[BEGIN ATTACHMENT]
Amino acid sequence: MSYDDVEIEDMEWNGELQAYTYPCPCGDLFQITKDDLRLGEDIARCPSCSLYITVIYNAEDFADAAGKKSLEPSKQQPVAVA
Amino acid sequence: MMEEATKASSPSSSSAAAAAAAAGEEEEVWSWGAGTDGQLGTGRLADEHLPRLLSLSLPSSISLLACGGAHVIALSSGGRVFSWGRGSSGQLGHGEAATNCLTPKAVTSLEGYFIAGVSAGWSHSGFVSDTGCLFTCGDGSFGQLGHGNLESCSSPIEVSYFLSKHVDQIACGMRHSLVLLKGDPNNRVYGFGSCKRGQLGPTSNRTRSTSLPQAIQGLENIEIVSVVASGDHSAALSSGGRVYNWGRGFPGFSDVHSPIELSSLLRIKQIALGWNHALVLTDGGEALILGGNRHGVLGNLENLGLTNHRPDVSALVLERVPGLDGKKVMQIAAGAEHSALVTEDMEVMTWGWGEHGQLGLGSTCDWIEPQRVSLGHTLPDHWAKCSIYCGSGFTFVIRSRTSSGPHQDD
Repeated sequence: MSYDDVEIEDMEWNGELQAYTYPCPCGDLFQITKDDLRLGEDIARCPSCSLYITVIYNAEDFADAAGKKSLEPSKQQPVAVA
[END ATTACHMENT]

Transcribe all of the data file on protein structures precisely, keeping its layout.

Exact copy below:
Amino acid sequence: MSYDDVEIEDMEWNGELQAYTYPCPCGDLFQITKDDLRLGEDIARCPSCSLYITVIYNAEDFADAAGKKSLEPSKQQPVAVA
Amino acid sequence: MMEEATKASSPSSSSAAAAAAAAGEEEEVWSWGAGTDGQLGTGRLADEHLPRLLSLSLPSSISLLACGGAHVIALSSGGRVFSWGRGSSGQLGHGEAATNCLTPKAVTSLEGYFIAGVSAGWSHSGFVSDTGCLFTCGDGSFGQLGHGNLESCSSPIEVSYFLSKHVDQIACGMRHSLVLLKGDPNNRVYGFGSCKRGQLGPTSNRTRSTSLPQAIQGLENIEIVSVVASGDHSAALSSGGRVYNWGRGFPGFSDVHSPIELSSLLRIKQIALGWNHALVLTDGGEALILGGNRHGVLGNLENLGLTNHRPDVSALVLERVPGLDGKKVMQIAAGAEHSALVTEDMEVMTWGWGEHGQLGLGSTCDWIEPQRVSLGHTLPDHWAKCSIYCGSGFTFVIRSRTSSGPHQDD
Repeated sequence: MSYDDVEIEDMEWNGELQAYTYPCPCGDLFQITKDDLRLGEDIARCPSCSLYITVIYNAEDFADAAGKKSLEPSKQQPVAVA